The British Theatre Guide, October 30th 2018

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Ballet Black Double Bill: The Suit / A Dream Within a Midsummer Night’s Dream
The Rose Theatre Kingston
Review by Vera Liber

In a touring double bill of drama and wit, Ballet Black (founded in 2001), a company of seven, punches above its weight. Having reviewed the company three consecutive years in a row, I missed this bill at the Barbican in March and, lo, here’s a lucky chance to catch up with it in Kingston. The burghers of Kingston give it a warm welcome, too.

Celebrating dancers of black and Asian descent, led by artistic director Cassa Pancho, Ballet Black has a reputation for commissioning interesting choreographers.

It has worked with the prolific (The Wind, The Little Match Girl, Run Mary Run, The Metamorphosis… to name but a few) Arthur Pita before, but Cathy Marston (Witch-hunt), former director of Bern Ballett, is a first in a finely balanced double bill with choreography contrasting in style and subject matter.

Can Themba’s 1963 short story The Suit, set in the Johannesburg township of Sophiatown, has inspired Peter Brook and a 2016 film featuring John Kani. Now it gets the dance treatment (dramaturg Edward Kemp, a regular collaborator of Marston’s) and it works exceedingly well.

The crux of the matter is adultery. It has something of Nathaniel Hawthorne’s 1850 The Scarlet Letter about it, this vengeful visible shaming of a woman. Here it is a tyrannical husband who sentences his wife, the woman he loves, to daily misery, fear and intimidation.

The morning starts well: a happy Philemon (José Alves) gets out of bed, kisses his wife’s legs and goes off to work. We get the colourful street life of the township, albeit in sepia brown. Then he remembers his briefcase at home, returns and finds Matilda (Sayaka Ichikawa) in bed with her lover Simon. Simon (Mthuthulezi November) gets away leaving his suit behind.

Trousers, jacket, white shirt and golden tie are hung neatly on a hanger. The symbol of Matilda’s sin, she must carry the suit everywhere. Take it to the local shebeen, where she dances with her husband and hopes for a return to better times. Is all finally forgiven? No, he can’t, he makes her dance with the suit.

Matilda’s waking life and her dreams have turned to nightmares and there is only one way to end it. There’s a moment early on in the forty-minute dance theatre piece in which a clue is given, a premonition. She tries the tie for size around her neck… Philemon’s harshness, his unbending male dominance, destroys him, too. Hindsight would be a fine thing.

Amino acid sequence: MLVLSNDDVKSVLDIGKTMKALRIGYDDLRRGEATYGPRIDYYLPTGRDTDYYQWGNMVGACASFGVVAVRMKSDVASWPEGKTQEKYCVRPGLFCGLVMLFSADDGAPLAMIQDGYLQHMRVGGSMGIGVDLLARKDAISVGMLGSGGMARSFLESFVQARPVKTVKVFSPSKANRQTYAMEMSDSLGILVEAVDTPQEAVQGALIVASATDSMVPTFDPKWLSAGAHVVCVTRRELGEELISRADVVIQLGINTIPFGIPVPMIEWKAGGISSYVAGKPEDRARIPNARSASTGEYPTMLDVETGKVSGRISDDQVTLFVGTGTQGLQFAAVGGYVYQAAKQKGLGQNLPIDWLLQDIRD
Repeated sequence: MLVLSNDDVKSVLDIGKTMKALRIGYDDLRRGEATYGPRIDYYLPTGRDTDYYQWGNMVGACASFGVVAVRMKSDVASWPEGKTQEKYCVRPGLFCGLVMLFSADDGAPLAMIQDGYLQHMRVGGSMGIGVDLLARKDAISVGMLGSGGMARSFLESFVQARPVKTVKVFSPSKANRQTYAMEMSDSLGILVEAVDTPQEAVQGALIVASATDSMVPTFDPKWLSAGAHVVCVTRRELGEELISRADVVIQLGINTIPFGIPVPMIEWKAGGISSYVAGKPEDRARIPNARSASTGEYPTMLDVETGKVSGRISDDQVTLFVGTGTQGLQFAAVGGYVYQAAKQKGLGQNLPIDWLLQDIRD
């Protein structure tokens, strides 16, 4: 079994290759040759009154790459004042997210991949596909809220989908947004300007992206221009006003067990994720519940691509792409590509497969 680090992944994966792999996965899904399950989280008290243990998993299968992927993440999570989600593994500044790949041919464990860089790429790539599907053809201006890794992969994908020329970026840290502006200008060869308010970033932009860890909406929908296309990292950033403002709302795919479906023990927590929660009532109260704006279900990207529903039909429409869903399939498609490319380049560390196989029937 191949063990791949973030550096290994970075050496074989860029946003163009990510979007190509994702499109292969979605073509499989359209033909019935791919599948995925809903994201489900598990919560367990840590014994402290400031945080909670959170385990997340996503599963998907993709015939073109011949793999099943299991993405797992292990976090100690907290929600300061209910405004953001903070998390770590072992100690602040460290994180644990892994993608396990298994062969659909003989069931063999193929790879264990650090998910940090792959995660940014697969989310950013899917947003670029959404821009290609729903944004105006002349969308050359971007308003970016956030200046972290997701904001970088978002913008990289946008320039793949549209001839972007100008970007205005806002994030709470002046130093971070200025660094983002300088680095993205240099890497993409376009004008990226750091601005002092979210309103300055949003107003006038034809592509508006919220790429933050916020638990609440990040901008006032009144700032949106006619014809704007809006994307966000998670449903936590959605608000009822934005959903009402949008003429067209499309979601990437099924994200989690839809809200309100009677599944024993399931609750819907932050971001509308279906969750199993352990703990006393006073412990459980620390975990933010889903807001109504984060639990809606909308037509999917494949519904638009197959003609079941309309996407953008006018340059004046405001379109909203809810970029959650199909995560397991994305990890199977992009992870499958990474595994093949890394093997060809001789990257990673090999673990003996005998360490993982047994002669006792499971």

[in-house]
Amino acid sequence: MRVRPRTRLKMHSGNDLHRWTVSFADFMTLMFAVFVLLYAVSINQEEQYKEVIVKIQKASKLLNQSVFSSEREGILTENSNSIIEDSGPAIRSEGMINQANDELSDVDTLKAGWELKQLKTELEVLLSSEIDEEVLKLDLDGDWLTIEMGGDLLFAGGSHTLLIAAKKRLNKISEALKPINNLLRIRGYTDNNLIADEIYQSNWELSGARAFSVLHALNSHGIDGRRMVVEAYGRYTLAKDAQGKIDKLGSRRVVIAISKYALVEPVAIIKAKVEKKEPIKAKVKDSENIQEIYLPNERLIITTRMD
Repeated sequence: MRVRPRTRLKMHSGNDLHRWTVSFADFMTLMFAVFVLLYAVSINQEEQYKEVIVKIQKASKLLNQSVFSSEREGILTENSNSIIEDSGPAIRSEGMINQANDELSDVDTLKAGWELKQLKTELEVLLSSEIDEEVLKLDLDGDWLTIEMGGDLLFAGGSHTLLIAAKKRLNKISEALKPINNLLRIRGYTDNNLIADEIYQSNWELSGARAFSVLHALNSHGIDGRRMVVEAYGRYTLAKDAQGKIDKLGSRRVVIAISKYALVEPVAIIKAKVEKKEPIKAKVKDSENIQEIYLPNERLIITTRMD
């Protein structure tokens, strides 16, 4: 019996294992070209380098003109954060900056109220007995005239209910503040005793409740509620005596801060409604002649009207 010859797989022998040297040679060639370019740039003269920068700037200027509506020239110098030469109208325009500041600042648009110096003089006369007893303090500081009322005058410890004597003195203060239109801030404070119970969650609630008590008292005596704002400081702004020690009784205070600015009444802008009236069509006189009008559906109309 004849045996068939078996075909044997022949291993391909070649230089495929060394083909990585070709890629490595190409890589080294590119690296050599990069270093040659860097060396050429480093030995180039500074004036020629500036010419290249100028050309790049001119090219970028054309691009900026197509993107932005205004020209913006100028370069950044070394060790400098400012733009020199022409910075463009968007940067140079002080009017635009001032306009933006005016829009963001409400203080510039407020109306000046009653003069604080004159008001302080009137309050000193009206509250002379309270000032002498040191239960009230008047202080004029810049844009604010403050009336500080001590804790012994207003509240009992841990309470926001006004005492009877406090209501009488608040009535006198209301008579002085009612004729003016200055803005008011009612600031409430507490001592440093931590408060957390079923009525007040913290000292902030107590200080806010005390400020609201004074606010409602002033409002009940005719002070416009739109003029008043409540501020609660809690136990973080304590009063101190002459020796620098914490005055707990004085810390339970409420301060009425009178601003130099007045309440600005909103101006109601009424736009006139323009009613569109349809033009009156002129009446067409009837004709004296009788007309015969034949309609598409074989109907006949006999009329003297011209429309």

A metaphor for the psychological abuse of apartheid itself perhaps, here it is an intense personal drama. With a nerve-jangling, brain-scrambling, and sensual soundscape, a mix of Keith Volans, Charles Ives, Philip Feeney, Ariel Guzik, Carlos Paredes, Juan García Esquivel, Margarita Lecuona, Jon Hassell and Thomas Oboe Lee, recorded by the Kronos Quartet.

A cast of seven play not only the three protagonists, chorus and locals but also the props and the scenery—the washbasin, the mirror, the bathroom, the toilet flush—a surreal animated representation of objects, conveniently to hand. Precision is paramount, especially in the split screen presentation. The dancing is superb, the love duets sexily gymnastic.

Jan Heather’s portable minimal set, a couple of white angular coat stands and three white chairs that make up a bed, is as stark as the moral tale.

Pita’s mischief-making 2014 A Dream Within A Midsummer Night’s Dream comes as welcome relief and release after the interval and the audience loves it. Who wouldn’t love a naughty green-Mohican-haired and bearded Puckish scoutmaster with long eyelashes and magical stardust? Bit of a sexpot, too. Is he Pita’s alter ego?

Isabel Coracy’s Puck has lots of wicked fun dragging Hermia out of the way and making Lysander and Demetrius fall for Helena, but as always with Pita there’s a little twist. The two girls (Marie Astrid Mence and Sayaka Ichikawa) fall for each other and the two showcasing studs (Ebony Thomas and Mthuthulezi November) are rather demoted if not for long, taking kissing cues from the girls.

In a magical tropical forest (sounds and butterfly nets—I never knew Oberon (José Alves) was a lepidopterist…) anything can happen. Titania (Cira Robinson) falls for Bottom (clever doubling by Mthuthulezi November), naturally, but it’s not the main thrust of this Dream.

The soundtrack (sound design Andrew Holdsworth and Frank Moon) is deliciously literal. “Let’s Do It (Let’s Fall In Love)” sung by Eartha Kitt, “Bewitched, Bothered and Bewildered” by Barbra Streisand, “Lilac Wine” by Jeff Buckley, Yma Sumac and Antony & the Johnsons feature, but the best for me is Handel’s baroque “Sarabande keyboard suite in D minor”.

Handel opens and closes the courtly pas de deux, quatre and six classical ballet realm of pointe shoes and tutus (Jean-Marc Puissant design), whereas in the forest anything goes: Broadway songs, funky tunes, same-sex and cross-species love.

Witty, electrifying, with classical fouettés thrown in for good measure, male on male and female on female duets, lots of cheeky merriment, contemporary and classical mix nicely. David Plater’s lighting does fine work substituting for elaborate sets. Oh, and the patron saint of surrealism, Salvador Dalí, makes a fleeting appearance. Make of that what you will.